Cruise Control's Humorous And Unbelievable History
By | September 6, 2019
The origin of inventions remains a fascinating subject for anyone who enjoys the strange twists of history. For instance, the most popular soft drink in the world and a multi-billion dollar company started with a man looking to kick his addiction to morphine. That's right: Coca-Cola, purveyor of just about every sugary drink in America, was born when John Stith Pemberton became addicted to painkillers after suffering a grievous injury during the Battle of Columbus.
The irony of Coke inevitably becoming a vice for millions of Americans decades later is not lost on historians with a sense of humor. As the saying goes, "necessity is the mother of invention." However, sometimes irony and happenstance take turns playing a hand in delivering the children of invention as well. One such example from the past is cruise control.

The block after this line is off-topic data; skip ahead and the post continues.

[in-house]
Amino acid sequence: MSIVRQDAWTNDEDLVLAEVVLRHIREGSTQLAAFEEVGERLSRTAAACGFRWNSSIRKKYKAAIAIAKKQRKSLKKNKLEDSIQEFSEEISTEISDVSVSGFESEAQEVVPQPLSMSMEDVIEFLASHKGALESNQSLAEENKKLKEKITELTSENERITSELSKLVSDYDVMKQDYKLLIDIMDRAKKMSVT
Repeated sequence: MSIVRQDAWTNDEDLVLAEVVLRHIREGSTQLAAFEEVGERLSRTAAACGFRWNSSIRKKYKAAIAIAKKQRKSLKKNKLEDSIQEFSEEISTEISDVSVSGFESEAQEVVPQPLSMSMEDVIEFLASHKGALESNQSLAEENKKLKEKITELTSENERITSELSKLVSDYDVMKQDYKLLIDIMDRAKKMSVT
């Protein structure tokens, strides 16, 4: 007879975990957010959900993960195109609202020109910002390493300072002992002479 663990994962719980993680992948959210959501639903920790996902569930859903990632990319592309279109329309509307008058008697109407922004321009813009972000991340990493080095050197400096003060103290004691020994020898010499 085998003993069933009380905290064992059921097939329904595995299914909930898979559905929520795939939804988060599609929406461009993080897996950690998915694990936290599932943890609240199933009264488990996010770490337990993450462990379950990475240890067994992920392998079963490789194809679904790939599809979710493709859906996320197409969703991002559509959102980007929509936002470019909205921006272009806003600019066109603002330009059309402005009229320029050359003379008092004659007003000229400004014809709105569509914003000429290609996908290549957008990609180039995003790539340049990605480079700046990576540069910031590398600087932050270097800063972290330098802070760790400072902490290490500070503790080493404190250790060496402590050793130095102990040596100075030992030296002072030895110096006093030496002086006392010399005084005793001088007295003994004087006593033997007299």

From the Mind of an Annoyed Genius
Cruise control, the gas-conserving savior of long-distance drivers everywhere, actually came from one man's pet peeve. The inventor, Ralph Teetor, became annoyed by the inability of his friend and frequent driver, Harry Lindsay, to maintain a constant speed. Lest you think this was a first world problem, Teetor was blind, necessitating some friendly assistance in getting around, and Lindsay had a notoriously "jerky accelerator foot." If you were being thrown around in your seat because you couldn't drive yourself, you'd be pretty grouchy, too.